Painting the Palace of Apries II

ancient pigments of the reliefs from the Palace of Apries, Lower Egypt

Signe Buccarella Hedegaard, Thomas Delbey, Cecilie Brøns, Kaare Lund Rasmussen*

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Resumé

Fragments of painted limestone reliefs from the Palace of Apries in Upper Egypt excavated by Flinders Petrie in 1908–1910 have been investigated using visible-induced luminescence imaging, micro X-ray fluorescence, laser ablation inductively coupled plasma mass spectrometry, micro X-ray powder diffraction, and Fourier transform infrared spectrometry. The pigments have been mapped, and the use and previous reports of use of pigments are discussed. Mainly lead–antimonate yellow, lead–tin yellow, orpiment, atacamite, gypsum/anhydrite, and Egyptian blue have been detected. It is the first time that lead–antimonate yellow and lead–tin yellow have been identified in ancient Egyptian painting. In fact, this is the earliest examples known of both of these yellow pigments in the world.[Figure not available: see fulltext.].

OriginalsprogEngelsk
Artikelnummer54
TidsskriftHeritage Science
Vol/bind7
Udgave nummer1
Antal sider32
ISSN2050-7445
DOI
StatusUdgivet - 2019

Fingeraftryk

Egypt
Pigments
Relief
Palace
X-ray Powder Diffraction
Gypsum
Luminescence
Infrared
Egyptians
Egyptian Blue
Limestone
X-ray Fluorescence
Laser Ablation
Imaging
Visible

Citer dette

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title = "Painting the Palace of Apries II: ancient pigments of the reliefs from the Palace of Apries, Lower Egypt",
abstract = "Fragments of painted limestone reliefs from the Palace of Apries in Upper Egypt excavated by Flinders Petrie in 1908–1910 have been investigated using visible-induced luminescence imaging, micro X-ray fluorescence, laser ablation inductively coupled plasma mass spectrometry, micro X-ray powder diffraction, and Fourier transform infrared spectrometry. The pigments have been mapped, and the use and previous reports of use of pigments are discussed. Mainly lead–antimonate yellow, lead–tin yellow, orpiment, atacamite, gypsum/anhydrite, and Egyptian blue have been detected. It is the first time that lead–antimonate yellow and lead–tin yellow have been identified in ancient Egyptian painting. In fact, this is the earliest examples known of both of these yellow pigments in the world.[Figure not available: see fulltext.].",
keywords = "Ancient Egyptian polychromy, Apries Palace, Atacamite, Egyptian blue, FTIR, LA-ICP-MS, Lead–antimonate yellow, Lead–tin yellow, Orpiment, VIL, µ-XRF, µ-XRPD",
author = "Hedegaard, {Signe Buccarella} and Thomas Delbey and Cecilie Br{\o}ns and Rasmussen, {Kaare Lund}",
year = "2019",
doi = "10.1186/s40494-019-0296-4",
language = "English",
volume = "7",
journal = "Heritage Science",
issn = "2050-7445",
publisher = "BioMed Central",
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Painting the Palace of Apries II : ancient pigments of the reliefs from the Palace of Apries, Lower Egypt. / Hedegaard, Signe Buccarella; Delbey, Thomas; Brøns, Cecilie; Rasmussen, Kaare Lund.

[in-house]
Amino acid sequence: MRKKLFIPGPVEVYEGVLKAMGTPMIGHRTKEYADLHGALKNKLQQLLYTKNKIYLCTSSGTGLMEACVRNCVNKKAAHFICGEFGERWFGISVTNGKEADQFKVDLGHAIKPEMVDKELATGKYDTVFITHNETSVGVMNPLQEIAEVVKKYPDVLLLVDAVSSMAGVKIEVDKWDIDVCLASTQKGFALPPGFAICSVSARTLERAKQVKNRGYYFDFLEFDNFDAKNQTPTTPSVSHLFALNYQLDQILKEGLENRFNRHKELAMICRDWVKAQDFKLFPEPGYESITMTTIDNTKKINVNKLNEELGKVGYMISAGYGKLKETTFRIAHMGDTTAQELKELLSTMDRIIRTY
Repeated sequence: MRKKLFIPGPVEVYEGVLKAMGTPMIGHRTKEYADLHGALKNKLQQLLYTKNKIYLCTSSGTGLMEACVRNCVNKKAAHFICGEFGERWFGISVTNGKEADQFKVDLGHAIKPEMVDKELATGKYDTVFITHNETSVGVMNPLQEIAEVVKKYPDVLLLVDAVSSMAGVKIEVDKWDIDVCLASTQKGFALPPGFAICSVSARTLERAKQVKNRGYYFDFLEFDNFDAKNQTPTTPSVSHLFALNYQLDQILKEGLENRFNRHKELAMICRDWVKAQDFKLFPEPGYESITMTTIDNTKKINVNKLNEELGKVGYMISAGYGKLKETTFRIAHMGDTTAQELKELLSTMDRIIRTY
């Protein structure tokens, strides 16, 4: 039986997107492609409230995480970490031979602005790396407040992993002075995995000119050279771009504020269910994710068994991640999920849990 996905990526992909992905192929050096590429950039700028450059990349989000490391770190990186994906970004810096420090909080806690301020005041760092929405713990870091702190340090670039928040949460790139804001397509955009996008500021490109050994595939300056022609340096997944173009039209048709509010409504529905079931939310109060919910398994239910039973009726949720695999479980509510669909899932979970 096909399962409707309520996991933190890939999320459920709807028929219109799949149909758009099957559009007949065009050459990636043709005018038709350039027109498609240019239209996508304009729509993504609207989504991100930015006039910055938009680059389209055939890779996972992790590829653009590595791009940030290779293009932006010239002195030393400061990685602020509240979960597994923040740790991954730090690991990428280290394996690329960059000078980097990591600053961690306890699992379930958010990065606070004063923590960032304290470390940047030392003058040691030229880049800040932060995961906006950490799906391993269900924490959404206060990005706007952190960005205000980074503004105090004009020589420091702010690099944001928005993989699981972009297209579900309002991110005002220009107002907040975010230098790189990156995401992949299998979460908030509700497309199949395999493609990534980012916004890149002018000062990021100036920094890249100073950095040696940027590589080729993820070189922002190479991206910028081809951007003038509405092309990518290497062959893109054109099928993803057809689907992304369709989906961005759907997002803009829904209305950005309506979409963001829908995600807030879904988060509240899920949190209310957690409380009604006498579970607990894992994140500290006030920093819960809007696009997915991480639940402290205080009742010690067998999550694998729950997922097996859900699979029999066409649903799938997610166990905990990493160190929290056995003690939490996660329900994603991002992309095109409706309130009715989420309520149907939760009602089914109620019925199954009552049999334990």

I: Heritage Science, Bind 7, Nr. 1, 54, 2019.

Publikation: Bidrag til tidsskriftTidsskriftartikelForskningpeer review

TY - JOUR

T1 - Painting the Palace of Apries II

T2 - ancient pigments of the reliefs from the Palace of Apries, Lower Egypt

AU - Hedegaard, Signe Buccarella

AU - Delbey, Thomas

AU - Brøns, Cecilie

AU - Rasmussen, Kaare Lund

PY - 2019

Y1 - 2019

N2 - Fragments of painted limestone reliefs from the Palace of Apries in Upper Egypt excavated by Flinders Petrie in 1908–1910 have been investigated using visible-induced luminescence imaging, micro X-ray fluorescence, laser ablation inductively coupled plasma mass spectrometry, micro X-ray powder diffraction, and Fourier transform infrared spectrometry. The pigments have been mapped, and the use and previous reports of use of pigments are discussed. Mainly lead–antimonate yellow, lead–tin yellow, orpiment, atacamite, gypsum/anhydrite, and Egyptian blue have been detected. It is the first time that lead–antimonate yellow and lead–tin yellow have been identified in ancient Egyptian painting. In fact, this is the earliest examples known of both of these yellow pigments in the world.[Figure not available: see fulltext.].

AB - Fragments of painted limestone reliefs from the Palace of Apries in Upper Egypt excavated by Flinders Petrie in 1908–1910 have been investigated using visible-induced luminescence imaging, micro X-ray fluorescence, laser ablation inductively coupled plasma mass spectrometry, micro X-ray powder diffraction, and Fourier transform infrared spectrometry. The pigments have been mapped, and the use and previous reports of use of pigments are discussed. Mainly lead–antimonate yellow, lead–tin yellow, orpiment, atacamite, gypsum/anhydrite, and Egyptian blue have been detected. It is the first time that lead–antimonate yellow and lead–tin yellow have been identified in ancient Egyptian painting. In fact, this is the earliest examples known of both of these yellow pigments in the world.[Figure not available: see fulltext.].

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KW - Apries Palace

KW - Atacamite

KW - Egyptian blue

KW - FTIR

KW - LA-ICP-MS

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KW - Lead–tin yellow

KW - Orpiment

KW - VIL

KW - µ-XRF

KW - µ-XRPD

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DO - 10.1186/s40494-019-0296-4

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